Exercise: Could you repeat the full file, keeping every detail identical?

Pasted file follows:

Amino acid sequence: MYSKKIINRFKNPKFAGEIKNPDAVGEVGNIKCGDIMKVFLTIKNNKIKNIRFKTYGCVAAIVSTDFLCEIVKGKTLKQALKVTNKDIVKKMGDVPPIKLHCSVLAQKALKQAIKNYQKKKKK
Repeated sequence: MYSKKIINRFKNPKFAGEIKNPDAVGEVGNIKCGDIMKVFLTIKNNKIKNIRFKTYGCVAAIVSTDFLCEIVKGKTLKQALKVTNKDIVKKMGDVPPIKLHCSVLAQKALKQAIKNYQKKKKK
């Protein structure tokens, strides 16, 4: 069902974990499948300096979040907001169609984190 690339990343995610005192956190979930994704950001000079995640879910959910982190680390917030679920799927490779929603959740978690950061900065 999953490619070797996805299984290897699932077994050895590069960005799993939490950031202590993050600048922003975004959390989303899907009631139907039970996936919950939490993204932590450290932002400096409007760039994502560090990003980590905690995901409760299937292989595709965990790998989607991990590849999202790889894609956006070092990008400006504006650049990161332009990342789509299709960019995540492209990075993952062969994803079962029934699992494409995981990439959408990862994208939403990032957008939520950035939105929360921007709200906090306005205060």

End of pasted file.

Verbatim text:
Amino acid sequence: MYSKKIINRFKNPKFAGEIKNPDAVGEVGNIKCGDIMKVFLTIKNNKIKNIRFKTYGCVAAIVSTDFLCEIVKGKTLKQALKVTNKDIVKKMGDVPPIKLHCSVLAQKALKQAIKNYQKKKKK
Repeated sequence: MYSKKIINRFKNPKFAGEIKNPDAVGEVGNIKCGDIMKVFLTIKNNKIKNIRFKTYGCVAAIVSTDFLCEIVKGKTLKQALKVTNKDIVKKMGDVPPIKLHCSVLAQKALKQAIKNYQKKKKK
């Protein structure tokens, strides 16, 4: 069902974990499948300096979040907001169609984190 690339990343995610005192956190979930994704950001000079995640879910959910982190680390917030679920799927490779929603959740978690950061900065 999953490619070797996805299984290897699932077994050895590069960005799993939490950031202590993050600048922003975004959390989303899907009631139907039970996936919950939490993204932590450290932002400096409007760039994502560090990003980590905690995901409760299937292989595709965990790998989607991990590849999202790889894609956006070092990008400006504006650049990161332009990342789509299709960019995540492209990075993952062969994803079962029934699992494409995981990439959408990862994208939403990032957008939520950035939105929360921007709200906090306005205060």